Fairy Gardens: Adding Miniature Magic to Your Yard

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Fairy gardens are miniature landscapes featuring diminutive structures, figurines, and living plants. Fans view these tiny, often slightly hidden gardens as a charming way to invite good luck into the home and yard based on centuries-old Celtic lore.

Cultivating one of these petite scenes is an increasingly popular hobby because it lets people be creative and spend time in nature. Plus, fairy gardens are simple to create; there are no strict rules, and they can be tucked indoors or out. Enthusiasts see developing one as a joyful hobby that can be enjoyable solo or along with children, grandparents, and friends.

Example of an indoor fairy garden. These figures could also be incorporated into an outdoor garden.

Location, Location, Location

Fairy Gardens - Splendry

To add an air of mystery, these little gardens are usually located just out of plain sight, tucked in the corner of a home or outdoor garden, in a hollowed-out tree trunk, or nestled behind a large tree or shrub. Apartment dwellers can enjoy fairy gardens too– they work perfectly in terra cotta pots, window boxes, or layered in large glass bowls on a deck, balcony, or sunny kitchen.

Furnishings

Your local nursery or landscape store probably has a vast fairy garden selection, like this one (Waldoch Farm in Minnesota)

Due to increasing popularity, almost every landscape store and greenhouse sells plenty of ready-made fairy houses and furnishings such as pint-sized birdbaths, tire swings, and benches made from ceramic, glass, or metal.

However, if you enjoy crafting and creating, small, unfinished bird houses, painted whatever color you like, also work perfectly as fairy dwellings. Some enthusiasts sculpt their own structures using clay, and many gardeners use hollow gourds or even dollhouse furniture as wee garden decor.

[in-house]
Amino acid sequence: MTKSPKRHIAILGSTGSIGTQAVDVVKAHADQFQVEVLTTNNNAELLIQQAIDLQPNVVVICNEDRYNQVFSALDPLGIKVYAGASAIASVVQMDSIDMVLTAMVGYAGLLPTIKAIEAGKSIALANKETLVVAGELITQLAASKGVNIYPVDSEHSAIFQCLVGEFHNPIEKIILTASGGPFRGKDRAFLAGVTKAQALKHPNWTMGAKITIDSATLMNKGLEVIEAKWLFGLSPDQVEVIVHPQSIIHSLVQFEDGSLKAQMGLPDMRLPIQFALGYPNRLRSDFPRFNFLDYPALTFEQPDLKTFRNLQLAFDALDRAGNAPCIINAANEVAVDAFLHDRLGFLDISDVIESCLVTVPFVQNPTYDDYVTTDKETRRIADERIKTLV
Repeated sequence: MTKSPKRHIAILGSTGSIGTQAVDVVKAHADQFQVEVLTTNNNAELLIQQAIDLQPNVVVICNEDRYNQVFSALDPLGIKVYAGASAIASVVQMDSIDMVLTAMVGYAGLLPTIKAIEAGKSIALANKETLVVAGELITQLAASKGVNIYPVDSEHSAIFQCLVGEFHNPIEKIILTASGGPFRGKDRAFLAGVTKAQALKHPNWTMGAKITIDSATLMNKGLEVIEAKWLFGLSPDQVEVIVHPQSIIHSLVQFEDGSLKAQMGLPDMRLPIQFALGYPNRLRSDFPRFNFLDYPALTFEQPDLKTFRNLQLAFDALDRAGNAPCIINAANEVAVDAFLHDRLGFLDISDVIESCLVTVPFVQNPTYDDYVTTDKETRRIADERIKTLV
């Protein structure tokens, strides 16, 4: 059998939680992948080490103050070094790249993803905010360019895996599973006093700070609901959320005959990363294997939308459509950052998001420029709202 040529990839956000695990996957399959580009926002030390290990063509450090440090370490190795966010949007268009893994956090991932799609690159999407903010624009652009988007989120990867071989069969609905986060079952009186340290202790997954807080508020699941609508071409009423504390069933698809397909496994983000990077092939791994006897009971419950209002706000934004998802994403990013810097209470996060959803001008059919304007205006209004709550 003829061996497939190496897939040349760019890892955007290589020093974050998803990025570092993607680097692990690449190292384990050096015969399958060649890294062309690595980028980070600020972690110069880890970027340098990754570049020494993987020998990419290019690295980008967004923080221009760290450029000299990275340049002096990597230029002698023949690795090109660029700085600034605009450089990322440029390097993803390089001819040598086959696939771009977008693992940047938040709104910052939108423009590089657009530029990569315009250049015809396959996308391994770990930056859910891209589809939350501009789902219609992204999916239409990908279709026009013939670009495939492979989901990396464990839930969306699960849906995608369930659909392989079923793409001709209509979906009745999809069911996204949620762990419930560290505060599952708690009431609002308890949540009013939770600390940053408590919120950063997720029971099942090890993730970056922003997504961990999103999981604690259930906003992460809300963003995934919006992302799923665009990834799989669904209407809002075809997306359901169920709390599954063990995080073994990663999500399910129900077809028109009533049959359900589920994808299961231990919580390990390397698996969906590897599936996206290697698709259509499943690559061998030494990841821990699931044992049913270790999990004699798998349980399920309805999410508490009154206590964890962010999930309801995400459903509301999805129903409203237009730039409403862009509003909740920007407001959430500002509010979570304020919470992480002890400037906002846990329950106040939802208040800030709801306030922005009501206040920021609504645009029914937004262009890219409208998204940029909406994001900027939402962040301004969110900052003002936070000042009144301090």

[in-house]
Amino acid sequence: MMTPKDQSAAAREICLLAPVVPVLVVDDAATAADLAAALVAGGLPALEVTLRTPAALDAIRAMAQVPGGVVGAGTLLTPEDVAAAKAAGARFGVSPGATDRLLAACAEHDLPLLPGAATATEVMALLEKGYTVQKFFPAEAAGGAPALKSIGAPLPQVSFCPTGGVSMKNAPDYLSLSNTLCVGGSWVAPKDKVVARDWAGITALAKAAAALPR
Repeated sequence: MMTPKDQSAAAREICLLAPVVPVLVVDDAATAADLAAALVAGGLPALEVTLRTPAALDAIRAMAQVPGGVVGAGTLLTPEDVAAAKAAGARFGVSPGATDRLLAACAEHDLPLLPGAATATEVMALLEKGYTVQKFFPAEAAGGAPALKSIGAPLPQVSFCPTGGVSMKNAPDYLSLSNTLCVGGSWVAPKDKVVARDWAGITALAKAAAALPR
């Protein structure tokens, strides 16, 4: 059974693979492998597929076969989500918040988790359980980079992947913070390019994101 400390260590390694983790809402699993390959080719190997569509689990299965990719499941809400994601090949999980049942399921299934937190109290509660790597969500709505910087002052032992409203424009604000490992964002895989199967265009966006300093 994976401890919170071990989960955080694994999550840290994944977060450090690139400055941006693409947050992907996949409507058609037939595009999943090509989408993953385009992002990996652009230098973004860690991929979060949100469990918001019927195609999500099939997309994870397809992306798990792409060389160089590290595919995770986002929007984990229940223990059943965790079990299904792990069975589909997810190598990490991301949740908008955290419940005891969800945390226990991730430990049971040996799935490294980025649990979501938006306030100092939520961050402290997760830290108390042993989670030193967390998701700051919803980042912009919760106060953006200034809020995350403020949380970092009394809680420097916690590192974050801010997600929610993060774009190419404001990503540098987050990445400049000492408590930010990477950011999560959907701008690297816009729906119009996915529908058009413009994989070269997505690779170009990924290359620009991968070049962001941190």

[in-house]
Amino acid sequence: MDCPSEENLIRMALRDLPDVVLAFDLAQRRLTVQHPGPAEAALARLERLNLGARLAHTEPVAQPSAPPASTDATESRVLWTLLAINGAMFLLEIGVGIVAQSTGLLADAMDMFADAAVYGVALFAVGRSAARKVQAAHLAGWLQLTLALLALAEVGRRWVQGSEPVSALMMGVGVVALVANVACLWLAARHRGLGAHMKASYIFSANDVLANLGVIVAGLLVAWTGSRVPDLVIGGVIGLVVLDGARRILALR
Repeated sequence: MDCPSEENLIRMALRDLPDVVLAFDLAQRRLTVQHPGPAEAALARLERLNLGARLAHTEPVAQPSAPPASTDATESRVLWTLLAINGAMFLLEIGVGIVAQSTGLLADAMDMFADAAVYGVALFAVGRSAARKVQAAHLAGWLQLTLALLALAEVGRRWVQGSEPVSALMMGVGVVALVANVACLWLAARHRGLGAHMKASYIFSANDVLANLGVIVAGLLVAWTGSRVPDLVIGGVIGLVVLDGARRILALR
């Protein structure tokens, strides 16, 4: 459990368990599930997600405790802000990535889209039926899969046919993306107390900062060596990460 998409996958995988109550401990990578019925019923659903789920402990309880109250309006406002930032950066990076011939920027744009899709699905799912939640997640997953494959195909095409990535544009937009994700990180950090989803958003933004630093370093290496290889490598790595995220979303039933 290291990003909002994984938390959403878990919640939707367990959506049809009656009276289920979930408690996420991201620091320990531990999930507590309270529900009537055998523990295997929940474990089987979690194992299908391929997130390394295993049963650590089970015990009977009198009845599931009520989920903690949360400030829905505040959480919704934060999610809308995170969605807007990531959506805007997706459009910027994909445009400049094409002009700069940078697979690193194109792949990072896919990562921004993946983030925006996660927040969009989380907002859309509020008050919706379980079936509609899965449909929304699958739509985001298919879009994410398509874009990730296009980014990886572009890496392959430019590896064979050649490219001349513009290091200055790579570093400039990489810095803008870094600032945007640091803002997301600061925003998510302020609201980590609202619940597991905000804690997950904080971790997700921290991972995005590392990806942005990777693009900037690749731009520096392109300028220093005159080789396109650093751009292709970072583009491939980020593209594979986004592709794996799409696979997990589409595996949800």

Flower Power

Because one of the goals of a fairy garden is to create a miniature landscape, most gardeners incorporate live plants into their scenes. Alpine plants are often natural dwarfs and fit in well into a fairy landscape, as does moss for ground covering. Delicate, colorful flowers such a miniature violets, tea roses, thyme, and English bluebells are popular floral choices. Cherry tomato and strawberry plants are fun, edible additions to these petite landscapes.

The best part of growing a fairy garden is that you can let your imagination run loose as you cultivate your very own whimsical corner of the world.

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how to make a fairy garden - Splendry

Originally published June 1, 2017

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Julia
Julia is a Minnesotan mother of two, a wife, and a woman with a zest for life. She loves writing, horses, art, travel, comedy, coffee, and all the other good things. She blogs with humor and honesty about the less glamorous side of Motherhood on her blog, FranticMama.com.
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2 Comments

  1. I love Fairy Gardens . The first one I ever saw was in Minneapolis while taking a walk with my daughter. It was decorated for the holidays and twinkled with tiny “fairy” lights. I decided to follow suit and it is so much fun to have my little grandchildren add magical little touches.
    It’s not a once and done project as you can add to it with a tiny plant, something you find at a garden store and of course don’t forget the magic “fairy dust”. 😉

    • Julia Arnold on

      What a fun story, Starr! I agree– it doesn’t have to be a one-and-done project. I’m looking forward to adding to our over the years :).

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